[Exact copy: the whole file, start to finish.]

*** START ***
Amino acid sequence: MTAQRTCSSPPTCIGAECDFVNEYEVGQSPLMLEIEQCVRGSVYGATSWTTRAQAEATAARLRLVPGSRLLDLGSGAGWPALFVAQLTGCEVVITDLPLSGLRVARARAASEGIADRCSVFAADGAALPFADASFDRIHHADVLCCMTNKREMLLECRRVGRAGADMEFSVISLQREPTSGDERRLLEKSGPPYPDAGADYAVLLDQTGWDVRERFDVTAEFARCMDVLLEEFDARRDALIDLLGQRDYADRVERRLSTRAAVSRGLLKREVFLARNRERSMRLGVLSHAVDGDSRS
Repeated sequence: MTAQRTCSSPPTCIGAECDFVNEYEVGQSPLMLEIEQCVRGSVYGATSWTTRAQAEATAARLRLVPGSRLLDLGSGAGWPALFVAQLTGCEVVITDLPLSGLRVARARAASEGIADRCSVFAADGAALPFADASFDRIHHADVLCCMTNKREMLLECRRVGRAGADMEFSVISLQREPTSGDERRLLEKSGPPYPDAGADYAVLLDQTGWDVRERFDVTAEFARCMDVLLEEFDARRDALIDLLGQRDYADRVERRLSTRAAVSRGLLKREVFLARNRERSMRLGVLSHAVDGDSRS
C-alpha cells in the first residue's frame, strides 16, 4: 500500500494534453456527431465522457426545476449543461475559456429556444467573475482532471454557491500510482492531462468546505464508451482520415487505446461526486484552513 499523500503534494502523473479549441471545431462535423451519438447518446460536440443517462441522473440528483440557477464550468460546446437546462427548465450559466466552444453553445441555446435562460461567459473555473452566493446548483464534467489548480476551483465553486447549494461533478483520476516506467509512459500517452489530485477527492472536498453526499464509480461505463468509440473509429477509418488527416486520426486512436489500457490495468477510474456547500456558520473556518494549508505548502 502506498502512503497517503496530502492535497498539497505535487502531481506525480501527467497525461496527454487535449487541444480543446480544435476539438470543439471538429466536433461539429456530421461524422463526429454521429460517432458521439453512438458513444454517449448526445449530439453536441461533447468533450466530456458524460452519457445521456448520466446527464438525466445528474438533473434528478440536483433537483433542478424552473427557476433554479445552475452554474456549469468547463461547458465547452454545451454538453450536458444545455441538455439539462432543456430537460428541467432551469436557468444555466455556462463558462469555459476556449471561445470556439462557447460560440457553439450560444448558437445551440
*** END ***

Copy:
Amino acid sequence: MTAQRTCSSPPTCIGAECDFVNEYEVGQSPLMLEIEQCVRGSVYGATSWTTRAQAEATAARLRLVPGSRLLDLGSGAGWPALFVAQLTGCEVVITDLPLSGLRVARARAASEGIADRCSVFAADGAALPFADASFDRIHHADVLCCMTNKREMLLECRRVGRAGADMEFSVISLQREPTSGDERRLLEKSGPPYPDAGADYAVLLDQTGWDVRERFDVTAEFARCMDVLLEEFDARRDALIDLLGQRDYADRVERRLSTRAAVSRGLLKREVFLARNRERSMRLGVLSHAVDGDSRS
Repeated sequence: MTAQRTCSSPPTCIGAECDFVNEYEVGQSPLMLEIEQCVRGSVYGATSWTTRAQAEATAARLRLVPGSRLLDLGSGAGWPALFVAQLTGCEVVITDLPLSGLRVARARAASEGIADRCSVFAADGAALPFADASFDRIHHADVLCCMTNKREMLLECRRVGRAGADMEFSVISLQREPTSGDERRLLEKSGPPYPDAGADYAVLLDQTGWDVRERFDVTAEFARCMDVLLEEFDARRDALIDLLGQRDYADRVERRLSTRAAVSRGLLKREVFLARNRERSMRLGVLSHAVDGDSRS
C-alpha cells in the first residue's frame, strides 16, 4: 500500500494534453456527431465522457426545476449543461475559456429556444467573475482532471454557491500510482492531462468546505464508451482520415487505446461526486484552513 499523500503534494502523473479549441471545431462535423451519438447518446460536440443517462441522473440528483440557477464550468460546446437546462427548465450559466466552444453553445441555446435562460461567459473555473452566493446548483464534467489548480476551483465553486447549494461533478483520476516506467509512459500517452489530485477527492472536498453526499464509480461505463468509440473509429477509418488527416486520426486512436489500457490495468477510474456547500456558520473556518494549508505548502 502506498502512503497517503496530502492535497498539497505535487502531481506525480501527467497525461496527454487535449487541444480543446480544435476539438470543439471538429466536433461539429456530421461524422463526429454521429460517432458521439453512438458513444454517449448526445449530439453536441461533447468533450466530456458524460452519457445521456448520466446527464438525466445528474438533473434528478440536483433537483433542478424552473427557476433554479445552475452554474456549469468547463461547458465547452454545451454538453450536458444545455441538455439539462432543456430537460428541467432551469436557468444555466455556462463558462469555459476556449471561445470556439462557447460560440457553439450560444448558437445551440